Roger Connelly – Lifetime of the Blues
Lyin’ Dog Records
11 songs – 50 minutes
A Chicago native who doubles on guitar and harmonica, blues-rocker Roger Connelly has traveled the world making music since the ‘90s, and returns to the studio under his own name for the first time in 20 years for this set of originals, all delivered from a unique point of view.
Now based in Nashville, where he most recently worked four nights a week as a solo act at the Millennium Maxwell House Hotel for the better part of three years prior to the COVID-19 shutdown. In the early 2000s, he was a member of Maxwell Street legend Jimmie Lee Robinson’s last touring band, a unit that had Bob Stroger on bass.
Shortly thereafter, Connelly uprooted himself for Catalina Island in California, where he spent 12 years, dividing his time between his own group, the Blues Merchants, and as a member of Welshman Spencer Davis’ Catalina Island All-Stars, contributing two songs to an eponymous album the group released in 2012. His tunes have appeared in two major films, including Rodney Dangerfield’s “Back by Midnight.”
The third release in Roger’s career as a bandleader and the first since 2001’s Reason to Cry, this one was primarily recorded at South Light Sound in Music City with additional tracks laid down in Glendale and Burbank, Calif. Connelly’s backed by keyboard player Dave Siebels, sax player Al Rappoport and a rhythm section composed of drummer Dave Criger and either Anthony Hood or Randy Landis on bass.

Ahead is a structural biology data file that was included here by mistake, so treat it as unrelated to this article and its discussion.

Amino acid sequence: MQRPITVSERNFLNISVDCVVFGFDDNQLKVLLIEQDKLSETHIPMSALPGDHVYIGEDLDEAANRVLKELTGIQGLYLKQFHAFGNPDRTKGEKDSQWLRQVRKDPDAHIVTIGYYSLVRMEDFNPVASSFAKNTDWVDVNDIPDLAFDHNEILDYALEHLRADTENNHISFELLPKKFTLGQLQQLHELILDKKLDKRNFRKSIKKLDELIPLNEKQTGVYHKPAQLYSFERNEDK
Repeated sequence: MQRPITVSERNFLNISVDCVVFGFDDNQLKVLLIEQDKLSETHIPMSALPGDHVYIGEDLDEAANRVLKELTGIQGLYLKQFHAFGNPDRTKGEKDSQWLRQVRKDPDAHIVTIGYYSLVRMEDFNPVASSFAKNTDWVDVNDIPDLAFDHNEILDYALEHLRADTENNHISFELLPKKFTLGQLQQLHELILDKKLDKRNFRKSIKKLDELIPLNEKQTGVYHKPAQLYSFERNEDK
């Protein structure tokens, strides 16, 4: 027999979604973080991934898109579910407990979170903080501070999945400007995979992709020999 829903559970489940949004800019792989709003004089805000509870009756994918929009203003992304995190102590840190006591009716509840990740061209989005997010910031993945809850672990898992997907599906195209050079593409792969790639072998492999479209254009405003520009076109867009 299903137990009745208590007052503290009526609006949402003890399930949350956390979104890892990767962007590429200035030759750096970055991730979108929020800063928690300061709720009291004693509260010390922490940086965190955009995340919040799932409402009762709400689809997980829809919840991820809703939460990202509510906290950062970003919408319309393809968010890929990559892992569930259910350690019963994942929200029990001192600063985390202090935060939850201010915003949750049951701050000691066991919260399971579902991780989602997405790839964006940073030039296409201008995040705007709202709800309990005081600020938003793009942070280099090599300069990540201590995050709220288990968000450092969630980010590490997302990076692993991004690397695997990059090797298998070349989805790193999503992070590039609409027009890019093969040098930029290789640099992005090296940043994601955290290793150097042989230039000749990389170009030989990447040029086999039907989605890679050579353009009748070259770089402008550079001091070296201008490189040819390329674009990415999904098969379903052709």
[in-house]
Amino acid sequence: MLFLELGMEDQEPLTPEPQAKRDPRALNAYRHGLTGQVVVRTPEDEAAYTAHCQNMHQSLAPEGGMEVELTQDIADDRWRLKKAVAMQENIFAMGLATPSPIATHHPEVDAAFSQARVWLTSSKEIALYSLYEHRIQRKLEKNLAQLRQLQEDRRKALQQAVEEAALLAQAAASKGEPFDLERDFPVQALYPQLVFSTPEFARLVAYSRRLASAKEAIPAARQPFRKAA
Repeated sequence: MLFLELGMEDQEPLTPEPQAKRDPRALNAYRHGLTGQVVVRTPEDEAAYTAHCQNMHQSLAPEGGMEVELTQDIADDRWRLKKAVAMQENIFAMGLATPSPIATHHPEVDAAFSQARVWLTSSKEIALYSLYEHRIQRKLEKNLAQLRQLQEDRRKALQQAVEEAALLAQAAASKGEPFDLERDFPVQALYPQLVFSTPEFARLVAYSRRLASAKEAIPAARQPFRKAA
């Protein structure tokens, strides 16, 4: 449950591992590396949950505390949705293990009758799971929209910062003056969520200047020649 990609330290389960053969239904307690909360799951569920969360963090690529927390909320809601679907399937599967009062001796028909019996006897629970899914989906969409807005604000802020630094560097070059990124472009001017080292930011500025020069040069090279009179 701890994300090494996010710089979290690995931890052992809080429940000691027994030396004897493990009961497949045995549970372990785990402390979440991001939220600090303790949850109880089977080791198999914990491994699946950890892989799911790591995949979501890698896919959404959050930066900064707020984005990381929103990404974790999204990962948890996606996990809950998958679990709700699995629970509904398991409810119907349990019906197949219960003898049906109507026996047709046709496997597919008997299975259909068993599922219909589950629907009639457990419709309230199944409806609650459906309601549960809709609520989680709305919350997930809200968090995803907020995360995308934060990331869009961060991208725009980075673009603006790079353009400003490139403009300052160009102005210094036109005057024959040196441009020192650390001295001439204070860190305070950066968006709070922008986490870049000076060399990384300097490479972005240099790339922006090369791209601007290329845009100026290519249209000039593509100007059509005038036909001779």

A stripped down guitar run opens before the band enters for the medium-paced shuffle, “Epitaph,” on which Connelly wonders who’s going to carry him to his grave. The tempo kicks up for the interesting “I’m Comin’ Down with Somethin’.” Fear not, however, it’s not what you think – just a case of love that no doctor can cure. Roger plays slide on the title tune, “Lifetime of the Blues,” a steady-swinging blues-rocker that states that nobody really understands him or his situation.
Things quiet a little for “It’s Only a Matter of Time,” a fingerpicked ballad with clever lyrics that advises living a life that’s less demanding and planting a seed of hope and watching it grow because your life will pass faster than you can imagine. Connelly’s back on slide for the bluesy rocker, “American Dream Machine,” on which he proclaims himself to be a “bad mama-jammer” who’s driving his ’57 Chevy through a storm to make it to his lady’s side.
Siebels’ keys open the soulful ballad, “Teach You How to Dance,” a song that pleads a woman for half a chance at romance, before the shuffle, “I’ve Got Nothin’,” finds him sitting in his car in pouring rain as he bemoans the loss of the lady and, apparently, everything worthwhile. The theme continues in “Oughta Be a Law,” starts quietly before exploding as Roger announces he’s going to petition Congress for protection from the way he’s been treated.
Another ballad, “Livin’ on Borrowed Time,” revisits the theme of fleeting existence before the acoustic instrumental, “A Song for Kathy,” finds Connelly hitting the high notes as he shifts between fingerpicking and slide before “Point of View” brings the set to a close with images of someone who’s crying frozen tears behind prison bars, but insists that the man inside is someone that he used to know.
Lifetime of the Blues is a pleaser on multiple levels, delivering quality musicianship throughout and well-polished tunes that pack a punch with their words. Despite Connelly’s background, this definitely isn’t Chicago blues. But if you’re interested in contemporary Americana with timeless appeal, this one’s right up your alley.